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The chart below (RIS News “Retail 2025 Shopper Study”) reinforces how consumers are using mobile devices while in a store — checking promotions, prices and research. The actual “Order and pay for a product (on a mobile app)” action taken by shoppers was dead last. This is consistent with our findings; shoppers preferred to do their actual purchase on desktop and tablets (conversion rates of 2.59% and 2.33% for desktop and tablet, respectively) than mobile (1.23% conversion rate). One theory is that to complete a purchase, shoppers must complete a complex form, provide detailed information, and check product details along with terms and conditions. Doing this on a site not optimized for mobile is difficult for shoppers and forces them to desktops.

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However, while desktop and mobile conversion rates held fairly steady, tablet conversion rates decreased by nearly 10% which reflects the 5% drop in shipments discussed above.

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The difference between iOS and Android users’ conversion rates has narrowed dramatically, compared to what we saw last year where iOS users seemed to show a higher propensity to purchase than Android users.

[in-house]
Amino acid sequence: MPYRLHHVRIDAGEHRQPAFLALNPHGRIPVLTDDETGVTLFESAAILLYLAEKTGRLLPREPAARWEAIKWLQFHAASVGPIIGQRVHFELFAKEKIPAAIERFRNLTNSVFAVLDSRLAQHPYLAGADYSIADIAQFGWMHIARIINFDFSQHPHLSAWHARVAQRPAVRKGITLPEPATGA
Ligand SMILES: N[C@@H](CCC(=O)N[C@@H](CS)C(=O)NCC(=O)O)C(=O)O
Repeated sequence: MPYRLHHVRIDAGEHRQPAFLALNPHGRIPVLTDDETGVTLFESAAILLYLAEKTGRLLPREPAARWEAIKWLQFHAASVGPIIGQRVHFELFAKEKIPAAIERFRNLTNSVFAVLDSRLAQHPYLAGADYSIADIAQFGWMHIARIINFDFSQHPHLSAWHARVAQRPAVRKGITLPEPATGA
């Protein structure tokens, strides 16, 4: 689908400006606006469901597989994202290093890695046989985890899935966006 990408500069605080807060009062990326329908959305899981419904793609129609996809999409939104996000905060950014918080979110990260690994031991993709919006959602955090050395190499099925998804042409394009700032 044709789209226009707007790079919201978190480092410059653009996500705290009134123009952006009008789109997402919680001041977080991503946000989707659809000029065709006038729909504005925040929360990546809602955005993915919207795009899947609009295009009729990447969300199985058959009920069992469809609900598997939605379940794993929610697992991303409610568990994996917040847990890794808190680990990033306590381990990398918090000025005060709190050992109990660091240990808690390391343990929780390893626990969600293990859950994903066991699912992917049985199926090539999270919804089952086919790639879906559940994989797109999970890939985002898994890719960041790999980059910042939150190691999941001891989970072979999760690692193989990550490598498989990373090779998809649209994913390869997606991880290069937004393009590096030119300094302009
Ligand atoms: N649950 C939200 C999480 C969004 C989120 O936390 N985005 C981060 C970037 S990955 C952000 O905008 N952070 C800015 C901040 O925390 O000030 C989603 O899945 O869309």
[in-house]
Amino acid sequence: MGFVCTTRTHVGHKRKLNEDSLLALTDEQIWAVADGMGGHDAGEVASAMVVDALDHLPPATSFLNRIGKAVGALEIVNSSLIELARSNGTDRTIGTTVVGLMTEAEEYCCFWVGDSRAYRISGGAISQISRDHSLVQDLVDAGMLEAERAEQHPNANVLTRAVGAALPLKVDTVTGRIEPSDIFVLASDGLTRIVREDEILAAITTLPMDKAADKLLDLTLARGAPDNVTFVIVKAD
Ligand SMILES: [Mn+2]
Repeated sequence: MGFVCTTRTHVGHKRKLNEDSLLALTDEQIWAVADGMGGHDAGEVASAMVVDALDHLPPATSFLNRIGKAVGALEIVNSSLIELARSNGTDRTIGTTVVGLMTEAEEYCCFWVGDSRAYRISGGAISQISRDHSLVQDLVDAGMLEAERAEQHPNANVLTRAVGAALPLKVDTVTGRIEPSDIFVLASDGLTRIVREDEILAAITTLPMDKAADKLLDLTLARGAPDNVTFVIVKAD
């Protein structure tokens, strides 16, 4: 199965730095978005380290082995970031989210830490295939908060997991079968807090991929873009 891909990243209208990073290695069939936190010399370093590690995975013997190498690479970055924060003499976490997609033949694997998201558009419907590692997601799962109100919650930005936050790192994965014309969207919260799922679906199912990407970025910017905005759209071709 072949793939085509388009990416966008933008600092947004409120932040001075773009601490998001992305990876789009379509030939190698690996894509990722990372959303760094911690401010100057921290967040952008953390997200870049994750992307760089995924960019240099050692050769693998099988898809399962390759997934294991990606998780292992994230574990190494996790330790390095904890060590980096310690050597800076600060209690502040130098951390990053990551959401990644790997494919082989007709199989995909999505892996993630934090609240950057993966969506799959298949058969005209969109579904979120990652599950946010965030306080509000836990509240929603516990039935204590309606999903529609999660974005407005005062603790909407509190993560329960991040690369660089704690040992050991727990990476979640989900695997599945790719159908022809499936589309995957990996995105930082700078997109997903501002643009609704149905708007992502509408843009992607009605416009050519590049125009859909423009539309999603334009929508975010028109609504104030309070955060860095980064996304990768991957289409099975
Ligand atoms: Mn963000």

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Globally, Android users outnumber iOS and there was still a significantly larger increase in the number of Android users from 2018. Last year, after its iPhone XS introduction, sales slowed as many markets have begun to reach maturity and iPhone customers have slowed down their inclination to upgrade their devices every year.

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Browser usage corresponds to the growth in Android users as Chrome increased its usage by 10%. While from a pure scale perspective the 42% increase in Facebook browser use seems impressive, it still accounts for only 2% of users.

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Bounce Rates

Along with conversion rates, a key metric to monitor is bounce rates – in 2019 a good benchmark for ecommerce sites is 20%-45%. The bounce rates we measured fall into that range, but the fact that 2019 bounce rates increased over 2018 is a concern.